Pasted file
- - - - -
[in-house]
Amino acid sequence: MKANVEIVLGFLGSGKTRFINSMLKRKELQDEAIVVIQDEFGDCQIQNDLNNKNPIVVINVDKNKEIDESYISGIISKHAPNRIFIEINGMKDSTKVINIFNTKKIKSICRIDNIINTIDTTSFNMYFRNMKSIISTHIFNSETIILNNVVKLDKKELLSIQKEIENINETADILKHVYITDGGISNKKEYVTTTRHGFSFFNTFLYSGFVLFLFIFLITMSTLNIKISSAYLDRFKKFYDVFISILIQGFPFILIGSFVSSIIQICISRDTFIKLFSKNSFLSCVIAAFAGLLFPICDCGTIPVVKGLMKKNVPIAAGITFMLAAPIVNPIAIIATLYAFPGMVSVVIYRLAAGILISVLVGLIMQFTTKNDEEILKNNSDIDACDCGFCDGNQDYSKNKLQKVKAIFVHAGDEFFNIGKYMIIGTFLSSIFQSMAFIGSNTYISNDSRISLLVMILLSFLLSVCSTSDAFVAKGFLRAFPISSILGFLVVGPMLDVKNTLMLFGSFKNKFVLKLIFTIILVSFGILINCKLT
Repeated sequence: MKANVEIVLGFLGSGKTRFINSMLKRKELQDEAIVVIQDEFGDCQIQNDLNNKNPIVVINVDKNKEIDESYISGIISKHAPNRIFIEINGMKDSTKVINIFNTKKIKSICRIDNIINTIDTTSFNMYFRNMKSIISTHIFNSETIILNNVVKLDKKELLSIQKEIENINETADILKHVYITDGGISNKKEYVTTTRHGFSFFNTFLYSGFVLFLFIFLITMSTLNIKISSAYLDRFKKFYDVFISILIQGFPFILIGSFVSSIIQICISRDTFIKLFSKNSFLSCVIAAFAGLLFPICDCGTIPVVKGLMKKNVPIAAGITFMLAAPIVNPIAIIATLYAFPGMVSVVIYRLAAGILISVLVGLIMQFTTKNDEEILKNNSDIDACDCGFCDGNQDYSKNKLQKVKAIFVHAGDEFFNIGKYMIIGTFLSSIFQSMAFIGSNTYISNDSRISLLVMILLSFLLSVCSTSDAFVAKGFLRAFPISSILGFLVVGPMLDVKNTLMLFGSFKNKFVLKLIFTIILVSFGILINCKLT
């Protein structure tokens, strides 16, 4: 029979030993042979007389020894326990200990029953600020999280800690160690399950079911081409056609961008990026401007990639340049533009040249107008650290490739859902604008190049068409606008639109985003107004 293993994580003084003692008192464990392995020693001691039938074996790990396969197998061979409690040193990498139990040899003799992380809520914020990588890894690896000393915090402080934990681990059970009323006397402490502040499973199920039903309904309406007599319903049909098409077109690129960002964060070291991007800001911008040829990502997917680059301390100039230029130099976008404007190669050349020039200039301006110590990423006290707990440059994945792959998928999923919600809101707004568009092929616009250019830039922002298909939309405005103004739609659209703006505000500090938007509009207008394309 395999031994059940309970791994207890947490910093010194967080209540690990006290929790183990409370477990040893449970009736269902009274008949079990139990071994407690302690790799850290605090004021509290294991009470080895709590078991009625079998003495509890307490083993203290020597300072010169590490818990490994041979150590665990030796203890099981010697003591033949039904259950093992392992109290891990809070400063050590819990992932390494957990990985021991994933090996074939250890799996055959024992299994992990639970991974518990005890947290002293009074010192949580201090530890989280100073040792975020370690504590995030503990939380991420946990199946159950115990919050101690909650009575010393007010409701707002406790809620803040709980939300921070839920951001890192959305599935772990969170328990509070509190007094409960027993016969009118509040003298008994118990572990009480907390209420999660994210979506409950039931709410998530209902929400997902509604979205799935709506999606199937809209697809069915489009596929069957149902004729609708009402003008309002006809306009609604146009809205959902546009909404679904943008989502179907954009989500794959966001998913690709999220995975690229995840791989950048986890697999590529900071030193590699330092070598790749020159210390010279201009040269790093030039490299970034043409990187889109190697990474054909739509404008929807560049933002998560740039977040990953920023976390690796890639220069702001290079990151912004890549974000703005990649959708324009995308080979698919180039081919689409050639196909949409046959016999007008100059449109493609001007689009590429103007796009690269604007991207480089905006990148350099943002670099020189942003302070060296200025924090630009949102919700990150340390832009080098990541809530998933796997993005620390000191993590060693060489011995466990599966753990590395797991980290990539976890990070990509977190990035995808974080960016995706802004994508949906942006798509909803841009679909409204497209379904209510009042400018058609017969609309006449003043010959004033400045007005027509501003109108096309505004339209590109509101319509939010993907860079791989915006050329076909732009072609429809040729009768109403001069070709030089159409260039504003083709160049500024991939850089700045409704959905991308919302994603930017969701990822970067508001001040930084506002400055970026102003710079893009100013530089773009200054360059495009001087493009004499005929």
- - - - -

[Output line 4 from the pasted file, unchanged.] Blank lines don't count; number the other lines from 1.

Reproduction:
């Protein structure tokens, strides 16, 4: 029979030993042979007389020894326990200990029953600020999280800690160690399950079911081409056609961008990026401007990639340049533009040249107008650290490739859902604008190049068409606008639109985003107004 293993994580003084003692008192464990392995020693001691039938074996790990396969197998061979409690040193990498139990040899003799992380809520914020990588890894690896000393915090402080934990681990059970009323006397402490502040499973199920039903309904309406007599319903049909098409077109690129960002964060070291991007800001911008040829990502997917680059301390100039230029130099976008404007190669050349020039200039301006110590990423006290707990440059994945792959998928999923919600809101707004568009092929616009250019830039922002298909939309405005103004739609659209703006505000500090938007509009207008394309 395999031994059940309970791994207890947490910093010194967080209540690990006290929790183990409370477990040893449970009736269902009274008949079990139990071994407690302690790799850290605090004021509290294991009470080895709590078991009625079998003495509890307490083993203290020597300072010169590490818990490994041979150590665990030796203890099981010697003591033949039904259950093992392992109290891990809070400063050590819990992932390494957990990985021991994933090996074939250890799996055959024992299994992990639970991974518990005890947290002293009074010192949580201090530890989280100073040792975020370690504590995030503990939380991420946990199946159950115990919050101690909650009575010393007010409701707002406790809620803040709980939300921070839920951001890192959305599935772990969170328990509070509190007094409960027993016969009118509040003298008994118990572990009480907390209420999660994210979506409950039931709410998530209902929400997902509604979205799935709506999606199937809209697809069915489009596929069957149902004729609708009402003008309002006809306009609604146009809205959902546009909404679904943008989502179907954009989500794959966001998913690709999220995975690229995840791989950048986890697999590529900071030193590699330092070598790749020159210390010279201009040269790093030039490299970034043409990187889109190697990474054909739509404008929807560049933002998560740039977040990953920023976390690796890639220069702001290079990151912004890549974000703005990649959708324009995308080979698919180039081919689409050639196909949409046959016999007008100059449109493609001007689009590429103007796009690269604007991207480089905006990148350099943002670099020189942003302070060296200025924090630009949102919700990150340390832009080098990541809530998933796997993005620390000191993590060693060489011995466990599966753990590395797991980290990539976890990070990509977190990035995808974080960016995706802004994508949906942006798509909803841009679909409204497209379904209510009042400018058609017969609309006449003043010959004033400045007005027509501003109108096309505004339209590109509101319509939010993907860079791989915006050329076909732009072609429809040729009768109403001069070709030089159409260039504003083709160049500024991939850089700045409704959905991308919302994603930017969701990822970067508001001040930084506002400055970026102003710079893009100013530089773009200054360059495009001087493009004499005929």